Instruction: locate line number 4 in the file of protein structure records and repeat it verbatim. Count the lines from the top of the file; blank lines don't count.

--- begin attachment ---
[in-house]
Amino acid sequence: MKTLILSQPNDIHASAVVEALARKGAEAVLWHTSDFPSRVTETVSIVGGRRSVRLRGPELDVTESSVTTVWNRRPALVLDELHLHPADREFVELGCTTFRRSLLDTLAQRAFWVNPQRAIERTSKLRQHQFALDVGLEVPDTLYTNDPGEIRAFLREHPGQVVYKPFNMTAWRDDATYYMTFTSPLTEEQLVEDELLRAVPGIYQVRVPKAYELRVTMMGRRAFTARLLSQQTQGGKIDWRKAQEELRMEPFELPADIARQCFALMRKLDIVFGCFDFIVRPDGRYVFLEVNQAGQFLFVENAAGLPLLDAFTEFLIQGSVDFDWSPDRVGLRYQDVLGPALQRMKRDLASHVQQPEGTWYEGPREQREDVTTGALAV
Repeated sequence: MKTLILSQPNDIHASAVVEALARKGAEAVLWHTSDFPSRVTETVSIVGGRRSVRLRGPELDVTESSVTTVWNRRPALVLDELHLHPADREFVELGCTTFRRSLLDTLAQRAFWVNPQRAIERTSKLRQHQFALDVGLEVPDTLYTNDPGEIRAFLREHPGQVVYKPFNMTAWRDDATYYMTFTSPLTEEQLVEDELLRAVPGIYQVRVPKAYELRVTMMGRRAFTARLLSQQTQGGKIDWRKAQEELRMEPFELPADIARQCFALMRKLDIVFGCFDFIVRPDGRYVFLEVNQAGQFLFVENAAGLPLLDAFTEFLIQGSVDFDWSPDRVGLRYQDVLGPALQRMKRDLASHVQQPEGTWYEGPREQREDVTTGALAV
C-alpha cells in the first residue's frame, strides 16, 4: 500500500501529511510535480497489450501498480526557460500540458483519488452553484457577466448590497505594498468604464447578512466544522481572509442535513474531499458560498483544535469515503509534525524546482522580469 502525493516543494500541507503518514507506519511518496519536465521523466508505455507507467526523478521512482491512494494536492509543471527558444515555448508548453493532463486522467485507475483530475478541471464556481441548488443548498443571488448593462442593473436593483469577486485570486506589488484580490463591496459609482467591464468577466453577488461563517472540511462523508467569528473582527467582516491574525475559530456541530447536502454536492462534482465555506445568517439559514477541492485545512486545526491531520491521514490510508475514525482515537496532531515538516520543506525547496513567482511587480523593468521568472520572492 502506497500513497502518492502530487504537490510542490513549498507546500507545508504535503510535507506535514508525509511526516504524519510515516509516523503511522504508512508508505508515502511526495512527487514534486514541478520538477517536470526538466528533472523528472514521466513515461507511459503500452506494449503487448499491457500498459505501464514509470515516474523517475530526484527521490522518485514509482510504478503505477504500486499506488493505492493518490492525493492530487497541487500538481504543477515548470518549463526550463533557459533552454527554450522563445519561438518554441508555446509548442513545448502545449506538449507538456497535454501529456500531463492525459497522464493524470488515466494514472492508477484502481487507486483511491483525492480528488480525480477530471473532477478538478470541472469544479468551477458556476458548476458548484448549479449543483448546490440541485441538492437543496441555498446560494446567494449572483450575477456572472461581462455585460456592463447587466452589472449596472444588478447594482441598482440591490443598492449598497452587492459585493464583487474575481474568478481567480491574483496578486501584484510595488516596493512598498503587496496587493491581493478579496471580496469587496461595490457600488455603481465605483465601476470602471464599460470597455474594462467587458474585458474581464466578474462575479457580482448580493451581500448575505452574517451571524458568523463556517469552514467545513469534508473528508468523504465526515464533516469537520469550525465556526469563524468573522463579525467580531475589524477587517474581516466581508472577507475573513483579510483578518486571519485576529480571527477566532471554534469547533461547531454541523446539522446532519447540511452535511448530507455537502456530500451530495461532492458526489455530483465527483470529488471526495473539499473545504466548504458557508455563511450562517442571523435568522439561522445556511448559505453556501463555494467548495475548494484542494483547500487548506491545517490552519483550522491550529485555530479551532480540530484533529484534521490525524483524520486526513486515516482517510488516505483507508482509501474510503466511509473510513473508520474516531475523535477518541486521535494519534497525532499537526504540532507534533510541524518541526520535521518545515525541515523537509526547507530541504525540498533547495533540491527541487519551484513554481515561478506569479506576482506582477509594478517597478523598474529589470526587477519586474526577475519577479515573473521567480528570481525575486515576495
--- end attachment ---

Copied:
C-alpha cells in the first residue's frame, strides 16, 4: 500500500501529511510535480497489450501498480526557460500540458483519488452553484457577466448590497505594498468604464447578512466544522481572509442535513474531499458560498483544535469515503509534525524546482522580469 502525493516543494500541507503518514507506519511518496519536465521523466508505455507507467526523478521512482491512494494536492509543471527558444515555448508548453493532463486522467485507475483530475478541471464556481441548488443548498443571488448593462442593473436593483469577486485570486506589488484580490463591496459609482467591464468577466453577488461563517472540511462523508467569528473582527467582516491574525475559530456541530447536502454536492462534482465555506445568517439559514477541492485545512486545526491531520491521514490510508475514525482515537496532531515538516520543506525547496513567482511587480523593468521568472520572492 502506497500513497502518492502530487504537490510542490513549498507546500507545508504535503510535507506535514508525509511526516504524519510515516509516523503511522504508512508508505508515502511526495512527487514534486514541478520538477517536470526538466528533472523528472514521466513515461507511459503500452506494449503487448499491457500498459505501464514509470515516474523517475530526484527521490522518485514509482510504478503505477504500486499506488493505492493518490492525493492530487497541487500538481504543477515548470518549463526550463533557459533552454527554450522563445519561438518554441508555446509548442513545448502545449506538449507538456497535454501529456500531463492525459497522464493524470488515466494514472492508477484502481487507486483511491483525492480528488480525480477530471473532477478538478470541472469544479468551477458556476458548476458548484448549479449543483448546490440541485441538492437543496441555498446560494446567494449572483450575477456572472461581462455585460456592463447587466452589472449596472444588478447594482441598482440591490443598492449598497452587492459585493464583487474575481474568478481567480491574483496578486501584484510595488516596493512598498503587496496587493491581493478579496471580496469587496461595490457600488455603481465605483465601476470602471464599460470597455474594462467587458474585458474581464466578474462575479457580482448580493451581500448575505452574517451571524458568523463556517469552514467545513469534508473528508468523504465526515464533516469537520469550525465556526469563524468573522463579525467580531475589524477587517474581516466581508472577507475573513483579510483578518486571519485576529480571527477566532471554534469547533461547531454541523446539522446532519447540511452535511448530507455537502456530500451530495461532492458526489455530483465527483470529488471526495473539499473545504466548504458557508455563511450562517442571523435568522439561522445556511448559505453556501463555494467548495475548494484542494483547500487548506491545517490552519483550522491550529485555530479551532480540530484533529484534521490525524483524520486526513486515516482517510488516505483507508482509501474510503466511509473510513473508520474516531475523535477518541486521535494519534497525532499537526504540532507534533510541524518541526520535521518545515525541515523537509526547507530541504525540498533547495533540491527541487519551484513554481515561478506569479506576482506582477509594478517597478523598474529589470526587477519586474526577475519577479515573473521567480528570481525575486515576495